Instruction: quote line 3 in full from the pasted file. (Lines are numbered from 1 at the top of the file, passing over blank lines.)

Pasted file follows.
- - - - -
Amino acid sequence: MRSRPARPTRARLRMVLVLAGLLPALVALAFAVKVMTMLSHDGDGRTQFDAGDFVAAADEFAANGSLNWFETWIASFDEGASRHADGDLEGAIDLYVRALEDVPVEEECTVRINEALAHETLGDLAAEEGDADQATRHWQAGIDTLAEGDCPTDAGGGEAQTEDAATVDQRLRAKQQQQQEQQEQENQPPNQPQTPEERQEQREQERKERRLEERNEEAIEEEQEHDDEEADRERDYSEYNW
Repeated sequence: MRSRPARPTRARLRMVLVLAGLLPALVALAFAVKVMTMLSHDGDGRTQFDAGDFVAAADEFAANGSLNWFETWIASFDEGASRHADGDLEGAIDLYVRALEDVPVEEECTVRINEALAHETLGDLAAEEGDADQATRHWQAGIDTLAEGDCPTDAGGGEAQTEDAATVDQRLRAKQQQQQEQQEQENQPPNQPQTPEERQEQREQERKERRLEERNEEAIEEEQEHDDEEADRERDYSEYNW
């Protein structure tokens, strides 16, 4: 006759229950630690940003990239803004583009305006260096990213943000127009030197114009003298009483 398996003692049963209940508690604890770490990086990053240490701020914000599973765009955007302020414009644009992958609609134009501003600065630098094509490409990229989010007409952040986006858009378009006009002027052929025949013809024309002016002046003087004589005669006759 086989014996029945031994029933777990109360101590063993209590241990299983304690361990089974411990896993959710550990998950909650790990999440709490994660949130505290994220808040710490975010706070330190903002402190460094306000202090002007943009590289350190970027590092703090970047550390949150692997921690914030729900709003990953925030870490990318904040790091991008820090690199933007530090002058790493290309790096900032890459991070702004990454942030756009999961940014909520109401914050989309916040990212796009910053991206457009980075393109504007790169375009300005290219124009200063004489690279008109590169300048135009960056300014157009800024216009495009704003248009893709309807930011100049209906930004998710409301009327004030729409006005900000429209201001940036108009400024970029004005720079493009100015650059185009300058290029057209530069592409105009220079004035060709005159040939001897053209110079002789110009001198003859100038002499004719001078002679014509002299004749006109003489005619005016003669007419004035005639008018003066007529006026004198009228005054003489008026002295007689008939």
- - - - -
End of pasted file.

């Protein structure tokens, strides 16, 4: 006759229950630690940003990239803004583009305006260096990213943000127009030197114009003298009483 398996003692049963209940508690604890770490990086990053240490701020914000599973765009955007302020414009644009992958609609134009501003600065630098094509490409990229989010007409952040986006858009378009006009002027052929025949013809024309002016002046003087004589005669006759 086989014996029945031994029933777990109360101590063993209590241990299983304690361990089974411990896993959710550990998950909650790990999440709490994660949130505290994220808040710490975010706070330190903002402190460094306000202090002007943009590289350190970027590092703090970047550390949150692997921690914030729900709003990953925030870490990318904040790091991008820090690199933007530090002058790493290309790096900032890459991070702004990454942030756009999961940014909520109401914050989309916040990212796009910053991206457009980075393109504007790169375009300005290219124009200063004489690279008109590169300048135009960056300014157009800024216009495009704003248009893709309807930011100049209906930004998710409301009327004030729409006005900000429209201001940036108009400024970029004005720079493009100015650059185009300058290029057209530069592409105009220079004035060709005159040939001897053209110079002789110009001198003859100038002499004719001078002679014509002299004749006109003489005619005016003669007419004035005639008018003066007529006026004198009228005054003489008026002295007689008939």